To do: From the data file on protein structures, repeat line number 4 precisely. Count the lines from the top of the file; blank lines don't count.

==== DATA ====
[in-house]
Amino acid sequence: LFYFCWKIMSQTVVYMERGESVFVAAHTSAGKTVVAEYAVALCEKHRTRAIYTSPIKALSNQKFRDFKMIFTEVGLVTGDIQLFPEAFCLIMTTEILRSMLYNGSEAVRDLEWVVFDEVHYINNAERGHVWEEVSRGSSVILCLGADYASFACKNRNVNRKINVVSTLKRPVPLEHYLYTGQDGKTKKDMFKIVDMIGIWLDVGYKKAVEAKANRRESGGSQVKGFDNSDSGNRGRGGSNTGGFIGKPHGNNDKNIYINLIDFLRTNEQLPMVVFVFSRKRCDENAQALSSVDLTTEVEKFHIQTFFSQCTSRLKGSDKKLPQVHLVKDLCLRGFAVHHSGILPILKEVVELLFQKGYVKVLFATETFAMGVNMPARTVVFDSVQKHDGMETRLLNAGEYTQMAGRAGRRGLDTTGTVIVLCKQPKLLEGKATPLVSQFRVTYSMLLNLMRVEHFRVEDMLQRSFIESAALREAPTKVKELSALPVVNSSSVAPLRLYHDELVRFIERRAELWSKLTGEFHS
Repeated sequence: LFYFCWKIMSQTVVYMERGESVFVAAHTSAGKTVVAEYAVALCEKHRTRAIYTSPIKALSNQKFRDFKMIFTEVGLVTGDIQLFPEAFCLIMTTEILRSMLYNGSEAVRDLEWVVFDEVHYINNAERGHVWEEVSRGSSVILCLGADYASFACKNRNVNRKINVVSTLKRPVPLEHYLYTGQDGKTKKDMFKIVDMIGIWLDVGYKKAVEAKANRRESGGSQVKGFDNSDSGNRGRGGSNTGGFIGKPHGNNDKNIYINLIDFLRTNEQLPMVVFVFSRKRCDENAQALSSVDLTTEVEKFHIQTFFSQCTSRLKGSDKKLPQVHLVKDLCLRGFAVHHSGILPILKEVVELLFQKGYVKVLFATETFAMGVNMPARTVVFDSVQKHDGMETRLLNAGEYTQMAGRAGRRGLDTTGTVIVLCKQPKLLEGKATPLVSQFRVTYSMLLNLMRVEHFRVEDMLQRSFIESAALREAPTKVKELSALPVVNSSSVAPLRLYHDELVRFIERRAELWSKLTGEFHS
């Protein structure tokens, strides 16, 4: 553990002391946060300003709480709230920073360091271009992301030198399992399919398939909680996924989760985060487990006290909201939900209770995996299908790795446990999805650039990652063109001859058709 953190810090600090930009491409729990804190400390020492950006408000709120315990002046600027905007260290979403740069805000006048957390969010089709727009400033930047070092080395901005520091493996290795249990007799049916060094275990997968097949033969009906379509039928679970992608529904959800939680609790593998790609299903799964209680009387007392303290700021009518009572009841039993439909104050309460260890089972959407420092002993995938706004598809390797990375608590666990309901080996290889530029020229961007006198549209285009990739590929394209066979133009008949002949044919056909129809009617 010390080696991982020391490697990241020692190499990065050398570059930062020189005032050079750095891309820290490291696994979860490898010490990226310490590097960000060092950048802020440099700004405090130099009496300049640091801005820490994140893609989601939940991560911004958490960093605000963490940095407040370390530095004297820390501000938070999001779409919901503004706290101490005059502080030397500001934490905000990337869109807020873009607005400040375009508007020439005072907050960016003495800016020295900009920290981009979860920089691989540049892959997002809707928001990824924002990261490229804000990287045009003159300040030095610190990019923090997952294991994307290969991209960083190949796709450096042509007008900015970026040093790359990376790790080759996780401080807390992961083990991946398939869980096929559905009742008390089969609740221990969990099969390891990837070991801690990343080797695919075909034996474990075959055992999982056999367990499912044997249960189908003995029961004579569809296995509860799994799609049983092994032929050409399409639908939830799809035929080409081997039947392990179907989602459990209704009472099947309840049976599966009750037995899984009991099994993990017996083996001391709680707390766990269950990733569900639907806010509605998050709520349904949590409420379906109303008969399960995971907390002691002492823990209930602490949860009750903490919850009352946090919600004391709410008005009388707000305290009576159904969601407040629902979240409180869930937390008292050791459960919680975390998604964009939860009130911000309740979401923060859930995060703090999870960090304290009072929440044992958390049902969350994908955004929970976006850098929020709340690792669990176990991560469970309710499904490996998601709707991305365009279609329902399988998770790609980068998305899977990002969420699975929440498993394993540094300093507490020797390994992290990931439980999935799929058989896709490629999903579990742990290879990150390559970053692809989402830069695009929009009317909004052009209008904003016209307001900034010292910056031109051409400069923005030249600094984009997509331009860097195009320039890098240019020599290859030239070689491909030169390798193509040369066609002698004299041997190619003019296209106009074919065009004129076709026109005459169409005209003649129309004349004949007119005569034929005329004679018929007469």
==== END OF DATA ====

């Protein structure tokens, strides 16, 4: 553990002391946060300003709480709230920073360091271009992301030198399992399919398939909680996924989760985060487990006290909201939900209770995996299908790795446990999805650039990652063109001859058709 953190810090600090930009491409729990804190400390020492950006408000709120315990002046600027905007260290979403740069805000006048957390969010089709727009400033930047070092080395901005520091493996290795249990007799049916060094275990997968097949033969009906379509039928679970992608529904959800939680609790593998790609299903799964209680009387007392303290700021009518009572009841039993439909104050309460260890089972959407420092002993995938706004598809390797990375608590666990309901080996290889530029020229961007006198549209285009990739590929394209066979133009008949002949044919056909129809009617 010390080696991982020391490697990241020692190499990065050398570059930062020189005032050079750095891309820290490291696994979860490898010490990226310490590097960000060092950048802020440099700004405090130099009496300049640091801005820490994140893609989601939940991560911004958490960093605000963490940095407040370390530095004297820390501000938070999001779409919901503004706290101490005059502080030397500001934490905000990337869109807020873009607005400040375009508007020439005072907050960016003495800016020295900009920290981009979860920089691989540049892959997002809707928001990824924002990261490229804000990287045009003159300040030095610190990019923090997952294991994307290969991209960083190949796709450096042509007008900015970026040093790359990376790790080759996780401080807390992961083990991946398939869980096929559905009742008390089969609740221990969990099969390891990837070991801690990343080797695919075909034996474990075959055992999982056999367990499912044997249960189908003995029961004579569809296995509860799994799609049983092994032929050409399409639908939830799809035929080409081997039947392990179907989602459990209704009472099947309840049976599966009750037995899984009991099994993990017996083996001391709680707390766990269950990733569900639907806010509605998050709520349904949590409420379906109303008969399960995971907390002691002492823990209930602490949860009750903490919850009352946090919600004391709410008005009388707000305290009576159904969601407040629902979240409180869930937390008292050791459960919680975390998604964009939860009130911000309740979401923060859930995060703090999870960090304290009072929440044992958390049902969350994908955004929970976006850098929020709340690792669990176990991560469970309710499904490996998601709707991305365009279609329902399988998770790609980068998305899977990002969420699975929440498993394993540094300093507490020797390994992290990931439980999935799929058989896709490629999903579990742990290879990150390559970053692809989402830069695009929009009317909004052009209008904003016209307001900034010292910056031109051409400069923005030249600094984009997509331009860097195009320039890098240019020599290859030239070689491909030169390798193509040369066609002698004299041997190619003019296209106009074919065009004129076709026109005459169409005209003649129309004349004949007119005569034929005329004679018929007469």